Democrats and Republicans are moving in opposite directions and struggling to reach consensus on how to find more money — an impasse that is complicated by a state budget crunch.

Half of Colorado’s $1.28 billion transportation budget is spent on maintaining existing roads, according to state officials, which leaves little room for expansion projects demanded by a booming population. Colorado Department of Transportation officials estimate that revenues fall short of demand by about $1 billion a year. Read on…

Summit Daily News
December 28, 2015

The Colorado Department of Transportation opened the new I-70 Express Lane to tolling on Saturday, Dec. 19. Over the past two weekends, tolls have remained near the base rate, set at $3.

The Colorado Department of Transportation opened the new I-70 Express Lane to tolling on Saturday, Dec. 19. Over the past two weekends, tolls have remained near the base rate, set at $3.

Two weeks after its official opening, Colorado Department of Transportation officials see the Interstate 70 Express Lane as a success. The 13-mile toll lane, stretching eastbound between Empire and Idaho Springs, began collecting tolls the weekend of Dec. 19 and opened again Dec. 26 and 27.

“It went really, really well,” CDOT communications director Amy Ford said. “It kept traffic moving and sort of helped with the delay.”

While the toll range was set for $3 to $30, with prices increasing with traffic volume, she said the toll rested at about $3 through the weekend. Read on…

Financing and Accelerating the Next Generation of Major Transportation Projects in Colorado By SS-Baumgardnerenator Randy Baumgardner/Rep Brian DelGrosso

Upon referral and voter approval in 2015, Colorado can generate $3.5 Billion in funding by renewing the successful 1999 TRANS Bonding Program. With interest rates at their lowest in history, the state can bond against 50% of federal gas tax dollars to generate the approximately $3.5 Billion in bond proceeds … a lump sum which will used to accelerate defined, and much needed, transportation projects throughout Colorado. In addition to over 30 important projects located in every region of the state, signature projects for TRANS II would be congestion mitigation of the I-70 Mountain Corridor and the North I-25 Corridor.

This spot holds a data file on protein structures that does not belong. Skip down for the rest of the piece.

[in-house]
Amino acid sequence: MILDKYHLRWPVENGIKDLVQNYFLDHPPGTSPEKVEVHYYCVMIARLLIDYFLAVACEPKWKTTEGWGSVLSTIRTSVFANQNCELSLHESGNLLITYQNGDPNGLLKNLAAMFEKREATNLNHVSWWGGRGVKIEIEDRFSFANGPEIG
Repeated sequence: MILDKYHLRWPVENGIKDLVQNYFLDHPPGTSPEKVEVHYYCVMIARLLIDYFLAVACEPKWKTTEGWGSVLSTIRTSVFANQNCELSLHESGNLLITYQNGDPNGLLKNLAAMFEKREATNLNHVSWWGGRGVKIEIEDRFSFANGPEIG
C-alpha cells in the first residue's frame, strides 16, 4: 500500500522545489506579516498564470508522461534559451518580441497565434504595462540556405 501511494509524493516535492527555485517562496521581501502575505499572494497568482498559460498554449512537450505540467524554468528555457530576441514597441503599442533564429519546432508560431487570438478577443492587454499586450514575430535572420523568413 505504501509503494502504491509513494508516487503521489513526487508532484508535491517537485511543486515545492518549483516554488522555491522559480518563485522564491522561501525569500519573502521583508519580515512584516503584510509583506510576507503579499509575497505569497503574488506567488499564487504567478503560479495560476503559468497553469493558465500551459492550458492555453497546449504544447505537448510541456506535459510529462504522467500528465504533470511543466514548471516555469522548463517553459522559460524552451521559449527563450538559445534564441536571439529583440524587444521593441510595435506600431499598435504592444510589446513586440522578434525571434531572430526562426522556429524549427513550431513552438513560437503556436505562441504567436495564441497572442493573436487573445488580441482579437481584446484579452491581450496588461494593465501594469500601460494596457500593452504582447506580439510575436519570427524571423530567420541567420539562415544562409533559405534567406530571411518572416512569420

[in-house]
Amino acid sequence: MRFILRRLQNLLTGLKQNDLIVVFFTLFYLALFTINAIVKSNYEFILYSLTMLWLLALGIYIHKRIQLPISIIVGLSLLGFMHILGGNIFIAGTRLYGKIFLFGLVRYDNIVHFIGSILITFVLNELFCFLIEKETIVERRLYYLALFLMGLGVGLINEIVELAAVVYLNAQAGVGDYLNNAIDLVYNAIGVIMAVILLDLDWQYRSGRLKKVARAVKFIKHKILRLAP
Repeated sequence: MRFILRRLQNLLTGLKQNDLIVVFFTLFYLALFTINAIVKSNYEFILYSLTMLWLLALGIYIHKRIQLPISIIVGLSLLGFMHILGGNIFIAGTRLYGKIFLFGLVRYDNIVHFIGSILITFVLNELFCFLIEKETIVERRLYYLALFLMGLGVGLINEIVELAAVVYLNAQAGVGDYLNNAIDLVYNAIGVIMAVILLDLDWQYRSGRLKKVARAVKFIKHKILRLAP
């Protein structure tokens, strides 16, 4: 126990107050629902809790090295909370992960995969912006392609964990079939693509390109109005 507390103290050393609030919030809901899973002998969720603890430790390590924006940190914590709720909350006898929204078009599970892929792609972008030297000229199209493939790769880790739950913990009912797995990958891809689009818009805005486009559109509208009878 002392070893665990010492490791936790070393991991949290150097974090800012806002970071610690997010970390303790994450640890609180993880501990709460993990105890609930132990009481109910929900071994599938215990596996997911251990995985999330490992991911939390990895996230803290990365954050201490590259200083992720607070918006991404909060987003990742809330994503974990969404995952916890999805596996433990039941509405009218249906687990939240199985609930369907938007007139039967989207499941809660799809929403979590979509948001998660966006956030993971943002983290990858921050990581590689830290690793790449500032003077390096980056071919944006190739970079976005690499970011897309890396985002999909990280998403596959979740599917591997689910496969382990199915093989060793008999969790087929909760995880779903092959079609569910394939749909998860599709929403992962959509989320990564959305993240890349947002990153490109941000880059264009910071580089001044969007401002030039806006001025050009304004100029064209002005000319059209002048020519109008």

H-DelGrossoAs was the case in 1999, CDOT has already identified $2.93 billion in transportation projects that meet the following criteria: 1) the project or corridor is strategic in nature 2) it does not have significant construction funding already identified 3) must be able to begin construction within 5 years and 4) must be economically significant for the state and/or region in which it resides.


TRANS II – Get Colorado Moving!

CDOT Response to Transportation Partners

Potential Project Listing

An Insider’s Perspective – Outlook for Transportation in 2014

Co-sponsored by Move Colorado and the Ports-to-Plains Alliance, join us for a compelling webinar on Friday, March 7 from 10-11 a.m. MST with nationally recognized public policy expert Jack Schenendorf, as he shares insights on how policymakers in Washington D.C. are approaching transportation funding.

You will leave the webinar with:

  • An understanding of current transportation funding issues,
  • A broader understanding of how we arrived at this point,
  • A projection of how the federal government is likely to approach future transportation funding for states, and
  • A candid examination of options we have to address these issues for Colorado.

Perhaps most valuable of all, you will have fresh understanding of current transportation funding challenges in Colorado!

For more information, view our event news release. Space is limited, so register now!

Also, be sure to download the Transportation Funding Webinar Primer as event prep!